test

The test resource is a collection of multiple resources.

Note

All the resources listed here can be accessed using either the singular form (test) or the plural form (tests).

How to Use the Test Resources

In order to register tests and to use the test APIs at the best, the following user cases describe how to interact with the resources available.

The following are just ideas on how to implement the data flow between the tests runner and the API. They all have pros and cons.

Note

If you send (POST) multiple times the same request to register a test suite with the same values, multiple test suites will be registered. To update a test suite perform a PUT request. The same principle applies to the other test resources.

Register Test Sets and Cases One at the Time

In the following example, the user first registers the test suite obtaining its test_suite_id, that is then used to register the test set to obtain the test_set_id value.

She then runs all her test cases, and as soon as the first result comes back, she registers the test case using the test_suite_id and test_set_id values. The last step is repeated for all the N test cases she runs.

_images/test-user-case0.svg

The following are examples of the JSON data snippet that might be used in this scenario. The order is: test suite data, test set data, test case data (for each test cases):

{
    "name": "A test suite"
}
{
    "name": "A test set",
    "test_suite_id": "a-test-suite-id"
}
{
    "name": "A test case 1…N",
    "test_suite_id": "a-test-suite-id",
    "test_set_id": "a-test-set-id"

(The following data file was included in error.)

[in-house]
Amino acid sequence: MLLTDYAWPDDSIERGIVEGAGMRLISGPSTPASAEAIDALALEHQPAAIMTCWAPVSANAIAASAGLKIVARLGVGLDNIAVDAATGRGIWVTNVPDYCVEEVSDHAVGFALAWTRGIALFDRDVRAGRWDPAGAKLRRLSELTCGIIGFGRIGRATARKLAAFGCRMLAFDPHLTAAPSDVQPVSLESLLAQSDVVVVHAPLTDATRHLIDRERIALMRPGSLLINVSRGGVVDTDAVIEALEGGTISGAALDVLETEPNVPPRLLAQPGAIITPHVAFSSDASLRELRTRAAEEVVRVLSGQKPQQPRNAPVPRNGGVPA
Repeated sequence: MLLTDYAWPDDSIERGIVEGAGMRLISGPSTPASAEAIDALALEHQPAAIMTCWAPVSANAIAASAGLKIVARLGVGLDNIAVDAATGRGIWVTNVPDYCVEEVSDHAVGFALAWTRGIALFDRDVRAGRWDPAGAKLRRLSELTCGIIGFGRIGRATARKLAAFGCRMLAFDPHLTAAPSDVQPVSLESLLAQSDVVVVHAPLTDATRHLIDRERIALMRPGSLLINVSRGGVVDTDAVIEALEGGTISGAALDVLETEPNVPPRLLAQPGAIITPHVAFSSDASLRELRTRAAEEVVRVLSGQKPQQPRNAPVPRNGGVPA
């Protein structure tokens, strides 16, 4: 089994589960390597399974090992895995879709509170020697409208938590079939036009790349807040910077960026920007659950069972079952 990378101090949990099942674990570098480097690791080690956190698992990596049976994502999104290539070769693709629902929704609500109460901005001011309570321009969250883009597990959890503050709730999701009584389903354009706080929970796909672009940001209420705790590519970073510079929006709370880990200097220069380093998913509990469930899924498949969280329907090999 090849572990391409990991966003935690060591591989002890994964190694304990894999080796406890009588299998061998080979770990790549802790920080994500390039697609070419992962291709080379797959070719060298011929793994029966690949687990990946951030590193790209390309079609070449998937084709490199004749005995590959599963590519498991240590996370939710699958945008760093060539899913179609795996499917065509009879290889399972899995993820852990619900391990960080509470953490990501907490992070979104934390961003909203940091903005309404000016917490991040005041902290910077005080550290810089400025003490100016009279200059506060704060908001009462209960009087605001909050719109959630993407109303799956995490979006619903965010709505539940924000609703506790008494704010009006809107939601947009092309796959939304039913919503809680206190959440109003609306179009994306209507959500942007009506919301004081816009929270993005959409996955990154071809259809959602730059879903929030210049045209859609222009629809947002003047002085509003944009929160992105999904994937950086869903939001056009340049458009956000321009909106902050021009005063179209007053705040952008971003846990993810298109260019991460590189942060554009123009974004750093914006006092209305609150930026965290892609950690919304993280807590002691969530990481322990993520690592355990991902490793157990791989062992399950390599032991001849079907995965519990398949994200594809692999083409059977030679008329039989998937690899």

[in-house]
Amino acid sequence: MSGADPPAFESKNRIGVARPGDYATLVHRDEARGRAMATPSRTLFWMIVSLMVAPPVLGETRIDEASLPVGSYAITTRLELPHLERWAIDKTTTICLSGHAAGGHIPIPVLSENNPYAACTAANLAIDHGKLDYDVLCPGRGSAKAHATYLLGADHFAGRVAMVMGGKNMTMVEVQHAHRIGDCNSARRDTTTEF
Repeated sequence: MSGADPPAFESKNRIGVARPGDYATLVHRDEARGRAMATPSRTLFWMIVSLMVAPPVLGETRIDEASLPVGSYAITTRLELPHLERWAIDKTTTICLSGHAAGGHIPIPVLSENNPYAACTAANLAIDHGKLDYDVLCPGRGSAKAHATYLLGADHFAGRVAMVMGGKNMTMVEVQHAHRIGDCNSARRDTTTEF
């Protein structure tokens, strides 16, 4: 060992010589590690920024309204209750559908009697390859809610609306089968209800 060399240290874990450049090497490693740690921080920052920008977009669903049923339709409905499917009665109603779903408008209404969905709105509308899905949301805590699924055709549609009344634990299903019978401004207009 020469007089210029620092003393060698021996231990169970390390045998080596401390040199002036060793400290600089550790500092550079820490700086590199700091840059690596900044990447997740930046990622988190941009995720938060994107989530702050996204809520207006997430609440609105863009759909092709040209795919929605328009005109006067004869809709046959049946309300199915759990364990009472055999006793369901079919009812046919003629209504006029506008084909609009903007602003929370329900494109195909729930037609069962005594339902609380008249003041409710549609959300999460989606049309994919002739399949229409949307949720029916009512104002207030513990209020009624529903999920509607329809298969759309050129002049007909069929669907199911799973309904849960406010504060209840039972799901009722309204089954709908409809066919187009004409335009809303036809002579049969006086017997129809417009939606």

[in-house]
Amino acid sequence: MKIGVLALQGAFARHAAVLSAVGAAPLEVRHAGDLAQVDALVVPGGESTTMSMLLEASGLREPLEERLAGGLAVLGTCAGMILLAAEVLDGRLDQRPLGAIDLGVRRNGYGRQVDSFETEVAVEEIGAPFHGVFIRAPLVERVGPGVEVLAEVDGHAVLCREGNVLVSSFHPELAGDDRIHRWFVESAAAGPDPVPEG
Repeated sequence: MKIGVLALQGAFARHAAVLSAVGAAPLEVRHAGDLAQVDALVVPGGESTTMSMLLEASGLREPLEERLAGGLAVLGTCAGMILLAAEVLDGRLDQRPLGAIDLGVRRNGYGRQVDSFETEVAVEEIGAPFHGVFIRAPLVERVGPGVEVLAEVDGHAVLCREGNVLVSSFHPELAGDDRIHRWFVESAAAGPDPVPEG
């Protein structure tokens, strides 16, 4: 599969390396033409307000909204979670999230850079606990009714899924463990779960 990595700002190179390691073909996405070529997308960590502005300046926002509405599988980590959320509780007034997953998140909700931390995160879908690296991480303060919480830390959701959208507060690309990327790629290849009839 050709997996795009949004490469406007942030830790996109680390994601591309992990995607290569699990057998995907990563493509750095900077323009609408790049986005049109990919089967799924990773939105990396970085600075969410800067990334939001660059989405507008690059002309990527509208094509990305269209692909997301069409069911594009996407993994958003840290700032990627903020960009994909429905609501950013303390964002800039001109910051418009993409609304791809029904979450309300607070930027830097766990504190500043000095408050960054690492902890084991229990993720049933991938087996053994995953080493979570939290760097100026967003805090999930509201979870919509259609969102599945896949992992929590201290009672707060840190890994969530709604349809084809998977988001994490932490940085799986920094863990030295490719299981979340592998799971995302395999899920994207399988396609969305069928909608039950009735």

}

Pros

  • Small amount of data are sent with each HTTP request.
  • Easy to see the flow of the data, and in case interrupt it.
  • If a test case run is damaged or does not return any results, it can be retried before being sent.
  • The reference for each registered resource is obtained with the server response.

Cons

  • Necessary to perform an HTTP POST request for each step: one for the test suite, one for the test set, and one for each test case.

Register Test Suite, Set and Cases Together

In the following example, the user registers everything with a single request (POST) with all the data embedded in the same JSON document.

This means that the results of the test cases must be available when sending the data

_images/test-user-case1.svg

The following is an example of the JSON data snippet that might be used in this scenario:

{
    "name": "A test suite"
    "test_set": [
        {
            "name": "A test set",
            "test_case": [
                {
                    "name": "A test case 1…N"
                }
            ]
        }
    ]
}

Note that even if the test_suite_id field is mandatory for test sets and test cases, as specified in their JSON schema, in this case it is not necessary: it will be injected into the provided data after the test suite has been saved.

Pros

  • Less number of HTTP POST requests to register all the resources.
  • Tests can be re-run if errors arise during the execution.

Cons

  • The data sent might be big, depending on the number of test sets and test cases included.
  • Necessary to perform an extra HTTP GET request to obtain all the test references.

Register Test Suite and Set, Update Test Set

In the following example, the user registers the test suite and test set each by itself obtaining their own ID values. She then runs all the test cases, and once all the results have been collected, updates the test set with a single request (PUT).

_images/test-user-case2.svg

The following are examples of the JSON data snippet that might be used in this scenario. The order is: test suite data, test set data, updated test set data:

{
    "name": "A test suite"
}
{
    "name": "A test set",
    "test_suite_id": "a-test-suite-id"
}
{
    "test_case": [
        {
            "name": "A test case 1…N"
        }
    ]
}

Note that even if the test_suite_id field is mandatory for test cases, as specified in their JSON schema, in this case it is not necessary: it will be injected into the provided data and will be taken from the test set.

Pros

  • Less HTTP POST requests to send all data.

Cons

  • Necessary to perform an extra HTTP GET request to obtain all the test references.
  • The HTTP PUT request data might be big, depending on the number of test cases run.